Gloucester Cathedral is a large handsome building with some very fine fan vaulted ceilings.
The present building was begun in 1089 by Serlo, a monk from Mont St Michel, to replace the church of what was then the Abbey of St Peter. The abbey had been founded by Osric, an Anglo-Saxon prince, back in 678-9CE.
As ever, the building grew and was enhanced over the following centuries, until in 1540 it became a cathedral, after Henry VIII ordered the dissolution the monasteries.
Other notable events were: the coronation of Henry III at the age of only nine in 1216, and the burial of Edward II who had died in Berkeley Castle in suspicious circumstances in 1327.
Please see the cathedral's official site for details of opening times, services, events, etc.
One of the most touching monuments is on the north side of the Lady Chapel. It commemorates Elizabeth Williams and her, presumably, stillborn baby. She died in 1622 when she was only 17, probably in childbirth.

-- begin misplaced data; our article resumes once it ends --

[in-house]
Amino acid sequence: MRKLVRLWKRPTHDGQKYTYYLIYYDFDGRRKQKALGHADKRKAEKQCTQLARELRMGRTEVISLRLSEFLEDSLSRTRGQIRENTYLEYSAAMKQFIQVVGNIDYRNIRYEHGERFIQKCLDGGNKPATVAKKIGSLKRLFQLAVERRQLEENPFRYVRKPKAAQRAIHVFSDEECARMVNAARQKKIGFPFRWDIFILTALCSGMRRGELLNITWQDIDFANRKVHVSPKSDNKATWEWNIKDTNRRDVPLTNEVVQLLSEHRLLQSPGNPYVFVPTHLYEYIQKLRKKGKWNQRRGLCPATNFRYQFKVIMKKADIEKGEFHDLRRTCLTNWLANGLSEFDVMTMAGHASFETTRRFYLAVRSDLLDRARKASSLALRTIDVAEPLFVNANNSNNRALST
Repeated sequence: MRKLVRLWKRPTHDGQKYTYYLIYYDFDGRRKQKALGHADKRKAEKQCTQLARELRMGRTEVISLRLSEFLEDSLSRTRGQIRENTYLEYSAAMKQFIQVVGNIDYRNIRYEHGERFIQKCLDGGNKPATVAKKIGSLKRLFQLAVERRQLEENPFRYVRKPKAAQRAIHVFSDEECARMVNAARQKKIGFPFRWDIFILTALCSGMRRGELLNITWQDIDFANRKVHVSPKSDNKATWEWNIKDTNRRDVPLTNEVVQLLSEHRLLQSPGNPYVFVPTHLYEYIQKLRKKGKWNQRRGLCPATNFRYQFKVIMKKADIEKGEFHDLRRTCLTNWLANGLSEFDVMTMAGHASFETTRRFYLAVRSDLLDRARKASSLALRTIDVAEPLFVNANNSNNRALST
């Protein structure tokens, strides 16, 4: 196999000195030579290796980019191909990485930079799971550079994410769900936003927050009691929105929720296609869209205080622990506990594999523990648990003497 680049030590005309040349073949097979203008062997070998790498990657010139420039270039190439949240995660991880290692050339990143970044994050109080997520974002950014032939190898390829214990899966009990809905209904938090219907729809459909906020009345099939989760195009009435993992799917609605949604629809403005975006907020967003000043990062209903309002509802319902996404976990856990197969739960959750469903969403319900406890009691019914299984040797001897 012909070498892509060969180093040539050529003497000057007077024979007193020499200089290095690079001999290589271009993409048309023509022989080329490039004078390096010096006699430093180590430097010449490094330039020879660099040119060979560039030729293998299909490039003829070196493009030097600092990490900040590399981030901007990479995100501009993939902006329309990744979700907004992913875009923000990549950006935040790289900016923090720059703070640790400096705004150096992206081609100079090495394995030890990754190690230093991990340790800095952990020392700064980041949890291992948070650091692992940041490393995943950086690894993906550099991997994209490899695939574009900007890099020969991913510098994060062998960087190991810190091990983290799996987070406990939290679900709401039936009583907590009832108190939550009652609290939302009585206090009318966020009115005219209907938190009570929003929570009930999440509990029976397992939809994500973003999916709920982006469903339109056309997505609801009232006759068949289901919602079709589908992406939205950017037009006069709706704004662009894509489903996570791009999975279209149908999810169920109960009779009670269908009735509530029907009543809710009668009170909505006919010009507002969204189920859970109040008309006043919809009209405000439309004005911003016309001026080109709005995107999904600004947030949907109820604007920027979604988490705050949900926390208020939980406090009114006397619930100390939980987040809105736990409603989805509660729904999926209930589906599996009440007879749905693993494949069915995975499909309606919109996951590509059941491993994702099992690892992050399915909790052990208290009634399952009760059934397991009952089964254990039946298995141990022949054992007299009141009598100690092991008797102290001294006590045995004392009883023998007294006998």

She was the youngest daughter of Bishop Miles Smith, one of the translators and editors of the King James' version of the Bible.
Latin inscription on the monument can be translated as:
Husband, you carved in marble here your wife:
Thus you'd ensured her immorality,
But CHRIST my hope and trust was all my life;
So God forbids that I should mortal be.